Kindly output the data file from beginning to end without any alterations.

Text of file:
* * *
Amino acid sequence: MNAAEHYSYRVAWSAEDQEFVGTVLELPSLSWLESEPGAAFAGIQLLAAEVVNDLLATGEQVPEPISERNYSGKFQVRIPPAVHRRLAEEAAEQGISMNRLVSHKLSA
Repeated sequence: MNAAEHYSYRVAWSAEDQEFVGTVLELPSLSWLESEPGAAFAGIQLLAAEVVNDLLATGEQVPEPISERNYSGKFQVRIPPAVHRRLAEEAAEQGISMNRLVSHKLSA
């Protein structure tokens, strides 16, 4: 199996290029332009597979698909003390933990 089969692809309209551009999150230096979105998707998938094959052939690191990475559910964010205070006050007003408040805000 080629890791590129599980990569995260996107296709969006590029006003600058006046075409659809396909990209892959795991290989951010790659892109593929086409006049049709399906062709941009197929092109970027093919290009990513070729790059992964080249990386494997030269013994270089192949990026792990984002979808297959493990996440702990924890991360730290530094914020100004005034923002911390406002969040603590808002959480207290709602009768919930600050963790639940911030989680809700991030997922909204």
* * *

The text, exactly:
Amino acid sequence: MNAAEHYSYRVAWSAEDQEFVGTVLELPSLSWLESEPGAAFAGIQLLAAEVVNDLLATGEQVPEPISERNYSGKFQVRIPPAVHRRLAEEAAEQGISMNRLVSHKLSA
Repeated sequence: MNAAEHYSYRVAWSAEDQEFVGTVLELPSLSWLESEPGAAFAGIQLLAAEVVNDLLATGEQVPEPISERNYSGKFQVRIPPAVHRRLAEEAAEQGISMNRLVSHKLSA
């Protein structure tokens, strides 16, 4: 199996290029332009597979698909003390933990 089969692809309209551009999150230096979105998707998938094959052939690191990475559910964010205070006050007003408040805000 080629890791590129599980990569995260996107296709969006590029006003600058006046075409659809396909990209892959795991290989951010790659892109593929086409006049049709399906062709941009197929092109970027093919290009990513070729790059992964080249990386494997030269013994270089192949990026792990984002979808297959493990996440702990924890991360730290530094914020100004005034923002911390406002969040603590808002959480207290709602009768919930600050963790639940911030989680809700991030997922909204």